Trump’s Payroll Tax Cut Would Cost Nearly $1 Trillion: Analysis

Trump’s Payroll Tax Cut Would Cost Nearly $1 Trillion: Analysis


The Trump administration is pushing for a massive temporary tax cut in response to the economic disruptions caused by the coronavirus pandemic. The proposal, which is still being discussed in the White House despite receiving a cool reception on Capitol Hill, calls for the suspension of all Social Security payroll taxes starting next month through the end of the year.

According to Jim Tankersley of The New York Times, who spoke to White House economic advisor Peter Navarro about the details of the plan, the temporary cut would eliminate the Social Security and Medicare taxes paid by both employees and employers. Currently, workers pay 6.2% for Social Security and 1.45% for Medicare, and their employers pay the same. Self-employed workers, who cover the full 15.3% tax on their own, would also be relieved of their obligations.

Estimates of the cost of the tax cut proposal vary. The Tax Foundation says the revenue loss would likely exceed $900 billion, while the Committee for a Responsible Budget puts the cost at about $840 billion.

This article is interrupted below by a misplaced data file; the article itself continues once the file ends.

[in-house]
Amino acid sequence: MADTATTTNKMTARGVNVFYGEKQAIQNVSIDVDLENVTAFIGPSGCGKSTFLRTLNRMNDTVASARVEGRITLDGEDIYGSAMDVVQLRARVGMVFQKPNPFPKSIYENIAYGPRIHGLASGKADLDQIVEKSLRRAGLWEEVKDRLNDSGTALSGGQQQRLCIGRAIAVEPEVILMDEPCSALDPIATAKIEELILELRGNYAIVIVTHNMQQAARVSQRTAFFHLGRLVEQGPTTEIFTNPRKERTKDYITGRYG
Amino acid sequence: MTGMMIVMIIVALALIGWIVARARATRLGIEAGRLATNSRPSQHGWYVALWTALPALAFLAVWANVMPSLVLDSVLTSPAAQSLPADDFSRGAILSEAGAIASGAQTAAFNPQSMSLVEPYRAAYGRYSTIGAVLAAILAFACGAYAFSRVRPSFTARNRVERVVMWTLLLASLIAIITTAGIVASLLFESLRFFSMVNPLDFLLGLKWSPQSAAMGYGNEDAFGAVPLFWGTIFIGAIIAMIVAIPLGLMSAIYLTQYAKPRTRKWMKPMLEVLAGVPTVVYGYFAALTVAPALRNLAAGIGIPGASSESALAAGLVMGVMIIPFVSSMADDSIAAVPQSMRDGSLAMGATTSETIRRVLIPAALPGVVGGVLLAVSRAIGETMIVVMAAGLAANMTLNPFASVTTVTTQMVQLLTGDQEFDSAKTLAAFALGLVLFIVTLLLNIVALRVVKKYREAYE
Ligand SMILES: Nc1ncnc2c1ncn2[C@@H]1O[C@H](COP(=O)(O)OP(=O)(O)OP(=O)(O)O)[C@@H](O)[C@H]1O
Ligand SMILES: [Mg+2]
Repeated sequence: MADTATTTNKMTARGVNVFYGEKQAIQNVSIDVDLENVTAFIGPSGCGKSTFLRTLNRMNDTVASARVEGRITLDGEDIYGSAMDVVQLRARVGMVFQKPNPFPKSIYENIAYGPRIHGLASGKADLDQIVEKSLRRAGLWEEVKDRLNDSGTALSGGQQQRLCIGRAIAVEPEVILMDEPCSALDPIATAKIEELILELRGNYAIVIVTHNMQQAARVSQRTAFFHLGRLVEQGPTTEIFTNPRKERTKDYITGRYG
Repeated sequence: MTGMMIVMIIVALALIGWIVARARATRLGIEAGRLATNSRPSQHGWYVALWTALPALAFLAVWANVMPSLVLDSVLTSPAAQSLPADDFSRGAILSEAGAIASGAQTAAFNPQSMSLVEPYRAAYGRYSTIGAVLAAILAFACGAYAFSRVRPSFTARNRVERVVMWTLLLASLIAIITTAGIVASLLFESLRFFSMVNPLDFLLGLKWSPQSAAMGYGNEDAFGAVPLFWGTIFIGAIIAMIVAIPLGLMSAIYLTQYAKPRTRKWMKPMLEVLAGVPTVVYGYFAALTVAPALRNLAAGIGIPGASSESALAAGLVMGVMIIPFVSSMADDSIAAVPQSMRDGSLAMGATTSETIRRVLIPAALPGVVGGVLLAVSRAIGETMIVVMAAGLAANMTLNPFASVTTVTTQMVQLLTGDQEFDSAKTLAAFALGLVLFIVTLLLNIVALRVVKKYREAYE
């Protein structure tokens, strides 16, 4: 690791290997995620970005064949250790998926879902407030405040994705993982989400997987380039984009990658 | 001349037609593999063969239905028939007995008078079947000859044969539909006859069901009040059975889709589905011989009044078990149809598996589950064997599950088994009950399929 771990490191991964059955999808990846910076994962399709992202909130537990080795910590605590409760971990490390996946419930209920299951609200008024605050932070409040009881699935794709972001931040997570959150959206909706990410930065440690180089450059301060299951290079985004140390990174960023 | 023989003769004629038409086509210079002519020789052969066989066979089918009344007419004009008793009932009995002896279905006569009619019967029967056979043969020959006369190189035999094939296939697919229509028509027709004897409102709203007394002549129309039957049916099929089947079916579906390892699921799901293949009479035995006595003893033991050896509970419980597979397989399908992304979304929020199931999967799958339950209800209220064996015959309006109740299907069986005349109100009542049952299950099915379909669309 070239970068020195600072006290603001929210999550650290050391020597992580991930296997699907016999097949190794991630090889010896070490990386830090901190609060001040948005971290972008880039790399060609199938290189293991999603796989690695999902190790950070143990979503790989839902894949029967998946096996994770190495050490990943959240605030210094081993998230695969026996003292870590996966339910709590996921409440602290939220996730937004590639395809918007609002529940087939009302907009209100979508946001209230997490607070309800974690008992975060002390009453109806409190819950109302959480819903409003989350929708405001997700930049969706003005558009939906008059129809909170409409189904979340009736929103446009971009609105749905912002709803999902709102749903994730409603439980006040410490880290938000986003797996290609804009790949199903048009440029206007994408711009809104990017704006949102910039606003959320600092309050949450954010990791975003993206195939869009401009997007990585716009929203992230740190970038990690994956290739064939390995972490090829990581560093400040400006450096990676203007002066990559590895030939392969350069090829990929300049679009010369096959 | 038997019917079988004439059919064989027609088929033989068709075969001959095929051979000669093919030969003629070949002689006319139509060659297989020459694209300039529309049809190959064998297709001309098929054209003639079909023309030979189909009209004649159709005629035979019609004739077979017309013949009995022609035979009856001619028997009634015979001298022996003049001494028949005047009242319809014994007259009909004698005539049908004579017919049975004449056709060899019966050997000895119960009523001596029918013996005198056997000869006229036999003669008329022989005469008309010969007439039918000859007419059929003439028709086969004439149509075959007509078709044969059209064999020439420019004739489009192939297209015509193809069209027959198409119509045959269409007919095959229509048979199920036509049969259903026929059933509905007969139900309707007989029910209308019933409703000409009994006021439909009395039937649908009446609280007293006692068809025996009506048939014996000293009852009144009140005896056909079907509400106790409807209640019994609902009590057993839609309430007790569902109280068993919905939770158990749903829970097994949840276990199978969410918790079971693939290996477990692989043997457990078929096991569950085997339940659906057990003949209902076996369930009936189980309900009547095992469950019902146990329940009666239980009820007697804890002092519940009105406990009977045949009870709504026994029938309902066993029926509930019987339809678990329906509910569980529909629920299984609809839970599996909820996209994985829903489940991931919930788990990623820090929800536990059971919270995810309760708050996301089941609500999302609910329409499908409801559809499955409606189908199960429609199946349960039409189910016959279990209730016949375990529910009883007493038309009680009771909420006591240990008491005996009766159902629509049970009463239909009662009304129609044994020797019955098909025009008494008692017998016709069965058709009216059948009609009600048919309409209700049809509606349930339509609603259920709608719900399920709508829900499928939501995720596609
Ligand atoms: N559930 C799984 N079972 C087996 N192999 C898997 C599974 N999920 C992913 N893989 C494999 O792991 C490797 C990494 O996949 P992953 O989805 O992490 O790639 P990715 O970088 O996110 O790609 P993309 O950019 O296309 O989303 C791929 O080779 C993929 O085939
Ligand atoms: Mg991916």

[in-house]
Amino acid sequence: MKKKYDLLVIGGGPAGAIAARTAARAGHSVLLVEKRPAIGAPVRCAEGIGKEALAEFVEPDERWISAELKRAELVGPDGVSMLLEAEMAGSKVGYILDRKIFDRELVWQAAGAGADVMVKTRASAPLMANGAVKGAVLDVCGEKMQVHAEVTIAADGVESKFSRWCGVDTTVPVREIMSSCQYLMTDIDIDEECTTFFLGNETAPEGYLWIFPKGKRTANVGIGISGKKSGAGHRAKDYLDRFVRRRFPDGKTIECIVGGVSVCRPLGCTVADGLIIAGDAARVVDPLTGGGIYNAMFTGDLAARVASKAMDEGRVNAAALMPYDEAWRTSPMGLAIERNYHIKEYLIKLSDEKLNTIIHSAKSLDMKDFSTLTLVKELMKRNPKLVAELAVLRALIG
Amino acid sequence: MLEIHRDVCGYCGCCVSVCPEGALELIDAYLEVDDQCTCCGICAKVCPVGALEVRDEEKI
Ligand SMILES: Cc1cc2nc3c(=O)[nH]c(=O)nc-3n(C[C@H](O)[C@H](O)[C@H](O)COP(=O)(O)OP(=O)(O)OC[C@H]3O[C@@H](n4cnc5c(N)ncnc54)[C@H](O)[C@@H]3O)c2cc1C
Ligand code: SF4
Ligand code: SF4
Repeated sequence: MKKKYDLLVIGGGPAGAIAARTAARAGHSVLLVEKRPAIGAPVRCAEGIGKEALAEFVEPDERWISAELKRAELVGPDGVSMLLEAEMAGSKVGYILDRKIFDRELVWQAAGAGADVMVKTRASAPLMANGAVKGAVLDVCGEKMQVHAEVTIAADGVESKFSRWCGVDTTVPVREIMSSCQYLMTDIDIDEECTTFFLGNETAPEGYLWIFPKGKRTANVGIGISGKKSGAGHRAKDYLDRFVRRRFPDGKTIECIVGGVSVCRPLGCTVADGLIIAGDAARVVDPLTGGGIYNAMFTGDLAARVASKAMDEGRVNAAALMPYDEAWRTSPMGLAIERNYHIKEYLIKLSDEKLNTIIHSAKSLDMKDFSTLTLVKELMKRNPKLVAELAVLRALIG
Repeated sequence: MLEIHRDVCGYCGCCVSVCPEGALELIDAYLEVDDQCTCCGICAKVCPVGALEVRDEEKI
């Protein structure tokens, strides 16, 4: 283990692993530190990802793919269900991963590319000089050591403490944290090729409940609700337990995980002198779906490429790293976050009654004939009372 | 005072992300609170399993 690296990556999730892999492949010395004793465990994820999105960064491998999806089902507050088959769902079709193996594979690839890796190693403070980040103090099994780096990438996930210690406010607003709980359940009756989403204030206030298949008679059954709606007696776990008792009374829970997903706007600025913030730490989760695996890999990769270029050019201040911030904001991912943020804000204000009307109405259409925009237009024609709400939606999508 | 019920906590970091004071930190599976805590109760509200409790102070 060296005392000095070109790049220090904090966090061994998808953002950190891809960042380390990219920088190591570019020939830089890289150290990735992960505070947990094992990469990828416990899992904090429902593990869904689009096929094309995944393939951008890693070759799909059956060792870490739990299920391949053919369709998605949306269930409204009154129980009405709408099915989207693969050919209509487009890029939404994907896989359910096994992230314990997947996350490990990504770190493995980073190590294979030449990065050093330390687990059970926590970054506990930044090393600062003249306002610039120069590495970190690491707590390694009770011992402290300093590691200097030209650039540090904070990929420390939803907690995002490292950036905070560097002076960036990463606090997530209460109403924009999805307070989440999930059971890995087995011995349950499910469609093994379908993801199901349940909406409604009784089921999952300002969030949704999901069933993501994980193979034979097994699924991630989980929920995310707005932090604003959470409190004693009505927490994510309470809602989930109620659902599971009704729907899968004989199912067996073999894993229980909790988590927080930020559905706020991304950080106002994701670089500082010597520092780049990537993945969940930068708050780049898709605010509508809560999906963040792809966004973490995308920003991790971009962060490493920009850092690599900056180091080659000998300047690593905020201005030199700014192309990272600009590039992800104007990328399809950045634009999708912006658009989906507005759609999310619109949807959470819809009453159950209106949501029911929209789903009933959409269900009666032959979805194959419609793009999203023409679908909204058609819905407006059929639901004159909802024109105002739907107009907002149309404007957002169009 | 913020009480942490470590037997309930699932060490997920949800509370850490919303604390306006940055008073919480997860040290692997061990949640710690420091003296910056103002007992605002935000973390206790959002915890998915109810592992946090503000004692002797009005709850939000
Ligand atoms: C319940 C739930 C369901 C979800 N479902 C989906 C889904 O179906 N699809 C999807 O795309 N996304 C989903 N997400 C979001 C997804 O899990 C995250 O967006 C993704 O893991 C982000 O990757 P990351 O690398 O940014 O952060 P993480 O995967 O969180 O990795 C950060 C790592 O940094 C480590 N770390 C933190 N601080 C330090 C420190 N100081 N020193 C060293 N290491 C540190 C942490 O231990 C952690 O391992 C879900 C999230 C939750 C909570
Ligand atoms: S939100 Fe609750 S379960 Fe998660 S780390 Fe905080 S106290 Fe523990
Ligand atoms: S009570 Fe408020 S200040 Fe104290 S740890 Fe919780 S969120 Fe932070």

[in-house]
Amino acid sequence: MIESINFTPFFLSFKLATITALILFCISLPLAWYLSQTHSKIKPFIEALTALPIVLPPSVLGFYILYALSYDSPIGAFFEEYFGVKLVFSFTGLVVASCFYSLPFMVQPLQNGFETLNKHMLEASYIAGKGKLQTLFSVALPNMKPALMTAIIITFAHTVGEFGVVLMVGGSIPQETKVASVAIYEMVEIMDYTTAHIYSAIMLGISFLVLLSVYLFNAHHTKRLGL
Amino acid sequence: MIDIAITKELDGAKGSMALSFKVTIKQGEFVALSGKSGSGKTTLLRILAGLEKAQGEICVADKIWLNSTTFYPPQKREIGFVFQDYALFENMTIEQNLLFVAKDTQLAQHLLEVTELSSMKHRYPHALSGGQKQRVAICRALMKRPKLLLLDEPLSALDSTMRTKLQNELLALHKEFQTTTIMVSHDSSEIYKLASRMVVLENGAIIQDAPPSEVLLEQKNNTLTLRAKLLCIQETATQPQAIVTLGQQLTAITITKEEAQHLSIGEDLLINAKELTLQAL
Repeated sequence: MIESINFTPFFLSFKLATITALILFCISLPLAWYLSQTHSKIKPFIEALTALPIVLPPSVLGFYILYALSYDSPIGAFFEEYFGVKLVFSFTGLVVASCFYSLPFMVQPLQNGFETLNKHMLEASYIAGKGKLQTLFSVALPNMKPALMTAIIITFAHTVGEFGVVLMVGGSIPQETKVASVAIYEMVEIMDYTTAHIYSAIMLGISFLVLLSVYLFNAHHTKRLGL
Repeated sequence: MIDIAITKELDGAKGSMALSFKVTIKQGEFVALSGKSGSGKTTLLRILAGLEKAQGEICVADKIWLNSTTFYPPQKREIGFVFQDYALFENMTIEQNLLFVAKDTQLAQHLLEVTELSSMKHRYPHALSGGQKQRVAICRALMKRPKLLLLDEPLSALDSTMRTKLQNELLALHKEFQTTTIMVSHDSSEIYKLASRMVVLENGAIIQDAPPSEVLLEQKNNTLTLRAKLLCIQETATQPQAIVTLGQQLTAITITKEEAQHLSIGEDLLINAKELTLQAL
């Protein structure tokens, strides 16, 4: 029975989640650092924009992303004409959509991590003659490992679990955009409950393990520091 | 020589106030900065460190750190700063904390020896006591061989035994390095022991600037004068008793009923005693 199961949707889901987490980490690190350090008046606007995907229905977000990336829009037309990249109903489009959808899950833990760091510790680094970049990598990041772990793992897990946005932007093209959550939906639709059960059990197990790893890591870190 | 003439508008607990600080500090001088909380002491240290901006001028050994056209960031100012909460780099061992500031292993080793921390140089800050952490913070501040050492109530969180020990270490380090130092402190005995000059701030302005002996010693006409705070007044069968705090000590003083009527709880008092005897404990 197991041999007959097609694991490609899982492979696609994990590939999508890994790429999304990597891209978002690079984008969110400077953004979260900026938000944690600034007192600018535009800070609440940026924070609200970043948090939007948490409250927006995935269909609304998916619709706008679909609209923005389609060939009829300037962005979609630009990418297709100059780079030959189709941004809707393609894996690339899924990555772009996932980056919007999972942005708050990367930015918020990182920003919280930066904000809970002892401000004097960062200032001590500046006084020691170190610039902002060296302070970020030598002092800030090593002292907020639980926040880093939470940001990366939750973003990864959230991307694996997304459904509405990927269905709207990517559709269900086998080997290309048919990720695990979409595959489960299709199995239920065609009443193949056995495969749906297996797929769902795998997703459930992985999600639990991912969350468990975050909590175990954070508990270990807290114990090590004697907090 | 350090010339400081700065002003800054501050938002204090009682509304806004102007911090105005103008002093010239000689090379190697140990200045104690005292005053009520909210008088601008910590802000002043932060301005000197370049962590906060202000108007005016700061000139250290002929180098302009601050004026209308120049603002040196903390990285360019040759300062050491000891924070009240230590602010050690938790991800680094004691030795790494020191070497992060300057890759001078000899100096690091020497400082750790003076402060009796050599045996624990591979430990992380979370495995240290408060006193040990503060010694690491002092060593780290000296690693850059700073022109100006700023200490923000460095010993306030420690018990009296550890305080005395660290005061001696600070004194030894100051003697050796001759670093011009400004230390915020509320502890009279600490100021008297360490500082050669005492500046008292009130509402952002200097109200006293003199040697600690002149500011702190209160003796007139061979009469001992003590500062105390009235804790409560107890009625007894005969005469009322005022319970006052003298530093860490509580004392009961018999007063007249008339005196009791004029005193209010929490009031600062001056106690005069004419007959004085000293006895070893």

On top of the payroll tax cut, Trump has also proposed substantial assistance to industries affected by the outbreak, such as airlines and cruise ships, which could total tens or hundreds of billions of dollars more.

All told, Trump’s stimulus package would likely exceed $1 trillion — enough to push the annual deficit toward the $2 trillion mark for the year.

In a note to clients Thursday, Chris Krueger of Cowen Research compared the proposal to other recent stimulus and emergency spending packages: “For historical context, Congress authorized $65B in recovery spending post 9/11 (+ $15B for airlines), $787B stimulus in 2009, $100B in 2005 post Katrina, $7B in 2009 for H1N1, $51B in 2012 post Sandy & $5.4B in 2015 for Ebola.”